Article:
“For if anyone thinks he is something, when he is nothing, he deceives himself. But let each one test his own work, and then his reason to boast will be in himself alone and not in his neighbor. For each will have to bear his own load.”
When I was in seminary in Ft Worth, I went down to the Texas coastline with a classmate to spend a day at the beach. I brought my surfboard so we might catch a few waves, but we pretty much took turns floating around on the glassy gulf water, not a wave in sight. My friend had never surfed so he was excited just to be out on the board. A month or so later, my friend told me he was going back home and asked if he could borrow my surf rack and board for the weekend. No problem. I thought it curious though when I saw him the next week driving around town with my rack and board on his car as if he were Bodhi from Point Break.
It’s tempting to impress others by presenting ourselves as something we’re not, but humiliating when we’ve done so and the truth of our inability comes out. Sometimes we can walk around with a lie for so long that we begin to believe it ourselves. It’s one thing to drive around with a board on the top of your car, it’s another to actually be able to paddle past the break, drop in on a wave, and ride in to shore with some modicum of grace. Full disclosure, I’ve never been a good surfer, but I’ve found it quite freeing to be honest with myself and others upfront.
Humility preempts humiliation. Of the very few things, I might consider getting a tattoo of, this phrase might be on the list. And I would make sure it was where I could see it every day. We are called to honestly evaluate ourselves and the work that we do for the kingdom. This isn’t the “works of the law” or the “works of the flesh” but the good works that we do when we walk in the Spirit – works that glorify God and reveal His Kingdom. We are each gifted and shaped for ministry, to make a difference in this world. We are His ambassadors, so it is our responsibility to represent Him and to use our freedom for eternal purposes.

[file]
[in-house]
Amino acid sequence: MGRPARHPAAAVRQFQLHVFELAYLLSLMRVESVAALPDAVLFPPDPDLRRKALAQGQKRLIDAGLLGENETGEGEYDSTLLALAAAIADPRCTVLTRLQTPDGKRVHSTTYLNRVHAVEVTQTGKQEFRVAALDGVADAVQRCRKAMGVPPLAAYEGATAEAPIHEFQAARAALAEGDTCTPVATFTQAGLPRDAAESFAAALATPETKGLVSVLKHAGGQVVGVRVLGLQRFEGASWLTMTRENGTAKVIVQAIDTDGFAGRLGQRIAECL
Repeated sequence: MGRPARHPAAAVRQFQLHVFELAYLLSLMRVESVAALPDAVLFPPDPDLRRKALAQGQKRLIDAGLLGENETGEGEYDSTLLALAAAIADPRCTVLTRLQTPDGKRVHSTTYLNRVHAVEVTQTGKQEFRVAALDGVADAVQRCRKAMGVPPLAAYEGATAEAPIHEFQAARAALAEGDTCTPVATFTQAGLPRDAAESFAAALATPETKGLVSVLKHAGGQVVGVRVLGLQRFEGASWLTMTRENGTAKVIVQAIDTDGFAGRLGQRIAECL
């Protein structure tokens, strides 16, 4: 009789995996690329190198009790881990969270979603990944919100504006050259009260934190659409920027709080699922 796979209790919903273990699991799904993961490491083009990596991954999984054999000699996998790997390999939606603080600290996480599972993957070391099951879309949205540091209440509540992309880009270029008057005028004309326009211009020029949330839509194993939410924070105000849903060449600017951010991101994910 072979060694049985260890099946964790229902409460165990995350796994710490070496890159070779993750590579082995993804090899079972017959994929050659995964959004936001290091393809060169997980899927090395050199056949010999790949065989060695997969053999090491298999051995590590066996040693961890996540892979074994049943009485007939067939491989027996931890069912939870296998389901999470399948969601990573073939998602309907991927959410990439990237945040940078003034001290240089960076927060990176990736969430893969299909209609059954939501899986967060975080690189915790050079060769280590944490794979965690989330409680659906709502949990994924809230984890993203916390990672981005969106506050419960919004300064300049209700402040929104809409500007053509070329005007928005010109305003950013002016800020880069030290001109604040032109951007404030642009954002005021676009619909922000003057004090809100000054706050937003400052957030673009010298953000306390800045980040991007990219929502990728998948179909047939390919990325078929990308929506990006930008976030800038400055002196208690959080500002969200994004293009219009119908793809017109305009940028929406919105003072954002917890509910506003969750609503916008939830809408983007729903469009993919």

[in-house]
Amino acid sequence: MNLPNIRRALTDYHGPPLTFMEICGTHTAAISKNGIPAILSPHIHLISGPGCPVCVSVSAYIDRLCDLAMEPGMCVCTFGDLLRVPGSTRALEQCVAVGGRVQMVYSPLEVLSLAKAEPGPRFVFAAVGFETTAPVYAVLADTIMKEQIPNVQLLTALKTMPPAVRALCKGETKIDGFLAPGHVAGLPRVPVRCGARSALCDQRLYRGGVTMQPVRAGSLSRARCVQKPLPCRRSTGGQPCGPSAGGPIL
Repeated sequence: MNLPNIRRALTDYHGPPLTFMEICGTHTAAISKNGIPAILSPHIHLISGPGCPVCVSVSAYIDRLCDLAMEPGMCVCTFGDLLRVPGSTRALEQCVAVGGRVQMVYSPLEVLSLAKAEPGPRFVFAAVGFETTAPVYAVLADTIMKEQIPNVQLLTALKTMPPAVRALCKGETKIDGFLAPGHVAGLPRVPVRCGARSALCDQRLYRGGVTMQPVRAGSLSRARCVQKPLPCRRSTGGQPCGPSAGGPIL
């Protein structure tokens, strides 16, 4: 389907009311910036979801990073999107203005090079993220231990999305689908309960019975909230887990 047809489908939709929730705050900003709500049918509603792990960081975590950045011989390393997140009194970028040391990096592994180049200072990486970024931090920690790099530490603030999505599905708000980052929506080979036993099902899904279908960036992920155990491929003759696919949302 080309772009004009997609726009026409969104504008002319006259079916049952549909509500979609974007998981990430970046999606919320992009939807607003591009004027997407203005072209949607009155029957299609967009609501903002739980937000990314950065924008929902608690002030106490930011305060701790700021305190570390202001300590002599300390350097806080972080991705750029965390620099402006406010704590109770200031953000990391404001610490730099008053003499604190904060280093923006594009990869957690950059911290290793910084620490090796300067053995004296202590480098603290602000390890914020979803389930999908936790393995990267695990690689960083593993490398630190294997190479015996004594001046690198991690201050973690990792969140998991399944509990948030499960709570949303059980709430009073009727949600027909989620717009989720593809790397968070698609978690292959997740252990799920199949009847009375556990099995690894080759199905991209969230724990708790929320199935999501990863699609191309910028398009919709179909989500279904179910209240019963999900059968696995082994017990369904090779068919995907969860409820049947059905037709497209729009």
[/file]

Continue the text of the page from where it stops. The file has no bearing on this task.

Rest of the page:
As we’ve seen in previous verses, Paul encourages us not to waste our freedom and the opportunities to make a difference. This is what he is referring to when he says we will each bear our own load. At first, this seems to contradict verse 2, where we’re told to bear each other’s burdens. But the two words are different. Verse 2 refers to a burden that is oppressive and crushing, while ‘load’ in verse 5 is referring to a soldier’s pack, something designed to be carried as part of one’s job. This type of load is manageable, in fact, Jesus says that his burden is light – just perfect for those of us who are weary! And part of our load is to help carry each other’s burdens.
While using the HEAR method (see below) consider the following questions:
- Where are some areas where you have considered yourself more highly than you ought?
- At Belmont, we refer to the load we carry as “Take In and Pour Out.” As you “test your own work” is there anything you need to add to your load to help you grow (take in) and make a difference around you (pour out)? This might include being in a life group, getting involved in a ministry in the church or community, or having a daily time in God’s word and in prayer.
Highlight – what words or phrases jump out at you?
Explain – what does the passage mean?
Apply – how does the passage intersect with your life today?
Respond – how is God leading you to respond?
Photo by Guy Kawasaki on Unsplash